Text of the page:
The Climate in Central Vietnam

Central Vietnam consists of regions such as Hue, Hoi An, Dalat, Quy Nhon, Danang, and Nha Trang. 

Within this region, the climate varies between areas.   Even right at the centre, the weather conditions of Hue, Hoi An and Danang differ from those of other areas of central Vietnam and they also differ slightly from each other. These areas all experience typhoon rainfall in a  wet period peaking during October and November. They are dry and hot from January to August. During this period, temperature peaks at about 35 degrees Celsius. 

Read about one of the most charming places we visited in Vietnam – Hoi An with kids

However, at the beginning of every year, Hoi An is notably hotter than Hue. Both places also experience large variations in daily temperatures. Despite being of a weather pattern that bears a great deal of similarity with that of Hoi An, Quy Nhon, is known to have a longer dry period than Ho Ani. This has been attributed to its nearness to the south.

An even longer dry season is experienced by those in Nha Trang. This area is located at the southern edge of central Vietnam and experiences a dry season for about nine months from January to September. The rainy season in Nha Trang runs from October to December, with the peak period in October and November (accounting for about 50% of the total yearly rainfall in the region). 

Dalat experiences its dry season between November and May every year, but the months of December and January are very cold. Outdoor adventure can be difficult in Dalat from June to October as the region is wet during these months.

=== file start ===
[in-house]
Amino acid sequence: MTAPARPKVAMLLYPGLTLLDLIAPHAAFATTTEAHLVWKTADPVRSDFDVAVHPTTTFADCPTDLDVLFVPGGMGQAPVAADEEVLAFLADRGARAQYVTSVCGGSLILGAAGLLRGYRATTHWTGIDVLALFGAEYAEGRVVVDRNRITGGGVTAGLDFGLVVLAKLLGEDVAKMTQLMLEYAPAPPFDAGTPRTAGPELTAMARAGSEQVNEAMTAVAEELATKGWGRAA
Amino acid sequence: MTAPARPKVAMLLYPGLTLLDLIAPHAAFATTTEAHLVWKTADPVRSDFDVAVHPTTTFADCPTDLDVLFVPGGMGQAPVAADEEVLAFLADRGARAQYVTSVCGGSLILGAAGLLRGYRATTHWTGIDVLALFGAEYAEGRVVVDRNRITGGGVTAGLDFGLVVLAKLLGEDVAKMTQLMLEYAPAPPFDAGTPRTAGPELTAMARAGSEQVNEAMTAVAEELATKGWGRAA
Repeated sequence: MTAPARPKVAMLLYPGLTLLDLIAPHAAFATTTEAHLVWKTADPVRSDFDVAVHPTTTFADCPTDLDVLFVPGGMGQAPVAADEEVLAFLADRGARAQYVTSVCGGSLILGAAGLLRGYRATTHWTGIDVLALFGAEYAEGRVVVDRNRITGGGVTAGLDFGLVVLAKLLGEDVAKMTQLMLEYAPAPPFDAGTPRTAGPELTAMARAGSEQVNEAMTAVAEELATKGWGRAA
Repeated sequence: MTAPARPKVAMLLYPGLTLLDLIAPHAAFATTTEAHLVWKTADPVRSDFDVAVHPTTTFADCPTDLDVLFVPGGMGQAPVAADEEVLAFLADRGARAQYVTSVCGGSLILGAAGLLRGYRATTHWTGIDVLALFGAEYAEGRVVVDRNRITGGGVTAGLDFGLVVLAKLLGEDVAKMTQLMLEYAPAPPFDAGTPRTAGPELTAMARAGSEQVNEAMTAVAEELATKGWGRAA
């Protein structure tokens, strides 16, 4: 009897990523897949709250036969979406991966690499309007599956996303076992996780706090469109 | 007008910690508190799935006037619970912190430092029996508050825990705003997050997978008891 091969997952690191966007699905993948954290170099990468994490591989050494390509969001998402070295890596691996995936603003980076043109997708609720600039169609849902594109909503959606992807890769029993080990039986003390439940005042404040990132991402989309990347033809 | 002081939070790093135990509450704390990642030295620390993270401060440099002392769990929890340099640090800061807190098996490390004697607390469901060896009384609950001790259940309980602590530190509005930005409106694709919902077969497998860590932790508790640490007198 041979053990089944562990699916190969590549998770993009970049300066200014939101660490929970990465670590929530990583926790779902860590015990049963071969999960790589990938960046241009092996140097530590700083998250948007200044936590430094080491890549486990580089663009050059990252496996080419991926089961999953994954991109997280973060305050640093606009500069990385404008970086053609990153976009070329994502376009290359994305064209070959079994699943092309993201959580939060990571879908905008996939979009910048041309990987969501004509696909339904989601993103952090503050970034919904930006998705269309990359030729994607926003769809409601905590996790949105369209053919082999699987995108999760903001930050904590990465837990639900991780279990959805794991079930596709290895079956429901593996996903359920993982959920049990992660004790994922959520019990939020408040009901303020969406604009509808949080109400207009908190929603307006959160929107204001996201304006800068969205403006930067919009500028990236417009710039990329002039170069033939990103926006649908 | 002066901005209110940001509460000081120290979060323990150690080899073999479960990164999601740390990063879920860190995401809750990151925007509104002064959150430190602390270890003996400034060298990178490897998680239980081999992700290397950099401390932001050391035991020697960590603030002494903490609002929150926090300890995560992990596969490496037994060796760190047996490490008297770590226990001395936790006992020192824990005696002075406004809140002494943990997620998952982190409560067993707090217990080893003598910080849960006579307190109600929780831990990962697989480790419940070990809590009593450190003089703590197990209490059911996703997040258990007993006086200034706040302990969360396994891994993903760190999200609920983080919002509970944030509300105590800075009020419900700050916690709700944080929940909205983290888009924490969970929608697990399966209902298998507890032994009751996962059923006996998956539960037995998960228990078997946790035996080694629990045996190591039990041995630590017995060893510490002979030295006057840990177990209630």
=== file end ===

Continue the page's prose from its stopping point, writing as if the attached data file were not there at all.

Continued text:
The Climate in South Vietnam

Southern Vietnam consists of areas such as the islands of Con Dao and Phu Quoc, Mui Ne and Phan Thiet, Ho Tram and Long Hai, as well as the Mekong Delta and of course Ho Chi Minh City.

The climate of the southern part of Vietnam is simple and relatively more predictable. There is a distinct rainy and dry season in this part and it experiences fairly constant temperatures throughout the year from 25 to 30 C. Generally, the rainy season runs between May and November and the dry season between late November and early May. The peak wet period is between July and August, and the driest times are experienced in this part between February and May. The rainfall during the rainy season occurs usually as short heavy afternoon downpours.

Sunny Phu Quoc

Many travelers enjoy the islands of Con Dao and Phu Quoc especially because it is usually sunny in these areas, particularly during the dry season. It is, therefore, a popular part of Vietnam to visit with kids. 

Vietnam is a great place to visit with kids. Consider the climate for the region you are visiting and ensure the best experience of this beautiful country.

Have you heard about Phu Quoc Island. We loved it.

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Ania James

photographer, traveller, mother of twin girls, wife, worldschooler, rulebreaker